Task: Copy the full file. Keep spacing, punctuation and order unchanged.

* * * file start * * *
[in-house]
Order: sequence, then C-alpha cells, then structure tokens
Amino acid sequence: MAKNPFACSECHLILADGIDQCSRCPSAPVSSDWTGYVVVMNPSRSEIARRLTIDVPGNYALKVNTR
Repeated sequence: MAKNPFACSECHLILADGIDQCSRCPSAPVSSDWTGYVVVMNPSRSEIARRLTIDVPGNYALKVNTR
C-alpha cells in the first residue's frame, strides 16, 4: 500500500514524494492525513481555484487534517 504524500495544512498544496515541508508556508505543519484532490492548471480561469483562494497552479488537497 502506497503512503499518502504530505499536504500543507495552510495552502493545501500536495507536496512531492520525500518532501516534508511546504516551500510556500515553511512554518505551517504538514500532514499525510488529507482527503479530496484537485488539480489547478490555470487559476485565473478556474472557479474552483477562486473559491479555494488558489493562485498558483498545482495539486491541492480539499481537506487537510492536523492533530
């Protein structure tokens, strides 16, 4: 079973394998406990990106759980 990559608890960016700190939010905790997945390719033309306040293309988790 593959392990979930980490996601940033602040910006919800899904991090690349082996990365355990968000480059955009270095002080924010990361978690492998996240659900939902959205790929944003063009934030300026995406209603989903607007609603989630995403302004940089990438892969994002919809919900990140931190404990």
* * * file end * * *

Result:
[in-house]
Order: sequence, then C-alpha cells, then structure tokens
Amino acid sequence: MAKNPFACSECHLILADGIDQCSRCPSAPVSSDWTGYVVVMNPSRSEIARRLTIDVPGNYALKVNTR
Repeated sequence: MAKNPFACSECHLILADGIDQCSRCPSAPVSSDWTGYVVVMNPSRSEIARRLTIDVPGNYALKVNTR
C-alpha cells in the first residue's frame, strides 16, 4: 500500500514524494492525513481555484487534517 504524500495544512498544496515541508508556508505543519484532490492548471480561469483562494497552479488537497 502506497503512503499518502504530505499536504500543507495552510495552502493545501500536495507536496512531492520525500518532501516534508511546504516551500510556500515553511512554518505551517504538514500532514499525510488529507482527503479530496484537485488539480489547478490555470487559476485565473478556474472557479474552483477562486473559491479555494488558489493562485498558483498545482495539486491541492480539499481537506487537510492536523492533530
């Protein structure tokens, strides 16, 4: 079973394998406990990106759980 990559608890960016700190939010905790997945390719033309306040293309988790 593959392990979930980490996601940033602040910006919800899904991090690349082996990365355990968000480059955009270095002080924010990361978690492998996240659900939902959205790929944003063009934030300026995406209603989903607007609603989630995403302004940089990438892969994002919809919900990140931190404990």